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Carolyn Moncel

Working with Freelance Reporters - A Winning Opportunity

 

by Carolyn Moncel

A few days ago during lunch, a business-owner friend needed some advice. A freelance journalist had approached her about doing an interview for a local magazine. Not having very much experience in working with the media, naturally she felt a bit reluctant, as she wanted to make the right decision in promoting her company. She wondered if she should decline the offer. My advice regarding her dilemma would apply to any small-business owner who found themselves in a similar situation: "Take caution but do the interview."

 

When it comes to working with freelance reporters, most business owners probably have some reservations - mainly because they may wonder if the freelance reporter is real. It's a legitimate concern, I guess, given the fact that some businesses will go to great lengths to access competitive data and gain market advantage - even using unscrupulous business practices to do so. It's no wonder that some business owners may worry that a freelance reporter requesting an impromptu interview could turn out to be a "company spy."

 

The fact of the matter is that most freelance reporters are experienced, talented and ethical professionals. The simplest way to allay this fear is to simply check out the reporter. Ask the freelance reporter to supply samples of his or her published work. Going one step further, contact the media outlet the reporter represents for verification. If the freelance reporter working for an established media outlet contacts you via e-mail, they will properly introduce themselves and likely will use the media company's e-mail address. Finally, prepare for the interview just as you would with any other staff reporter.

 

Moving beyond the concerns, working with freelance reporters can present winning opportunities for business owners. Here are five good reasons to work with a freelance reporter:

 

  • To build a long-lasting relationship with members of the media

  • To collaborate with the media in telling your company story to the public

  • To increase the chances of your story being syndicated across other media outlets

  • To conduct longer interviews so that the reporter can gain intimate knowledge of a subject matter

  • To gain a media insider - someone who can help you transform a great idea in a great story

 

While working on stories in the past, freelance reporters have told me exactly the angles needed so that the stories would be interesting to their readers. The freelance reporters were straight with me, and in doing so, showed me how to flush out the ideas so that I would have a better story to tell. Advice like that from media insiders are gifts because they help you hone your pitching skills so that you can present your company in a way that would make a great story.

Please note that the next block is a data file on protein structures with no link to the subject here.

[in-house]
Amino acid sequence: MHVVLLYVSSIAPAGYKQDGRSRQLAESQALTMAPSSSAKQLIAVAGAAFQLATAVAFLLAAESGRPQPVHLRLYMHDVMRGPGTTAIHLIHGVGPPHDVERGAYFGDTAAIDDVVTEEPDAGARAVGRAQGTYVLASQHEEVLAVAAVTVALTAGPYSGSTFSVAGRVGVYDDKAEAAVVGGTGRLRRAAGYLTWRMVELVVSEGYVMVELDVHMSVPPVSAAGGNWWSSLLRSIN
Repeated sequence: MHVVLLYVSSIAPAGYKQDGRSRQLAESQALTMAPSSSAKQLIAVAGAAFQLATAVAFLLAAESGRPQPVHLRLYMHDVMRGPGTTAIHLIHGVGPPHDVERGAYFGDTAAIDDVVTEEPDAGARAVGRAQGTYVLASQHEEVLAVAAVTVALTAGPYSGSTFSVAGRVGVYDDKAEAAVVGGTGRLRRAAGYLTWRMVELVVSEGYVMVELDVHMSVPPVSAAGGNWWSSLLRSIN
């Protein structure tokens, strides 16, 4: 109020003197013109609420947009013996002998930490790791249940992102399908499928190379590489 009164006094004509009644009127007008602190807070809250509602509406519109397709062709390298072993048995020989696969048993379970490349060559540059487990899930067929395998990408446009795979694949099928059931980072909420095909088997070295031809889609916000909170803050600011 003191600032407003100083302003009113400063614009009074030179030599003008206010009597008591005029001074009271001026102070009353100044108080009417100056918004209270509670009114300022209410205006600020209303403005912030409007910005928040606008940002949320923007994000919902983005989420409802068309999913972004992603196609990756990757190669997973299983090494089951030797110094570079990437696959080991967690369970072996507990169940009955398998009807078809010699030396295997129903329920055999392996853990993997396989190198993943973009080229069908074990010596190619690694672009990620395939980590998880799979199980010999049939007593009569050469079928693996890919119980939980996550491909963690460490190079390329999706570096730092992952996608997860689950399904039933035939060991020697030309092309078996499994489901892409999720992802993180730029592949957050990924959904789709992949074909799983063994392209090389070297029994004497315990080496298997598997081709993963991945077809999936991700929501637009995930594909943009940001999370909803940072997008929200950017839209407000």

In the end my friend did go through with the interview, and guess what? Her interview is scheduled to appear in the magazine later this spring. She's happy to have done the interview now because it gave her a better understanding of the types of news angles most journalists like.

 

The point that I'm trying to make is this. Working with a freelance reporter should not be viewed as only a cautious risk, but also as a tremendous opportunity to build a relationship with members of the media. When putting deals together in business, the most successful ones occur because there's a win/win opportunity for all parties involved. Don't miss out on creating a winning relationship with a freelance reporter.

 

Carolyn Davenport-Moncel is president and founder of Mondavé Communications, a global marketing and communications firm based in Chicago and Paris, and a subsidiary of MotionTemps, LLC.
Contact her by
e-mail.

 


Do you have a media relations question? Ask Carolyn! Your questions could be featured in an up-coming article. If you enjoy reading the Shoestring PR articles then sign up for our monthly articles via email or visit our Mondavé Communications blog - it's free!

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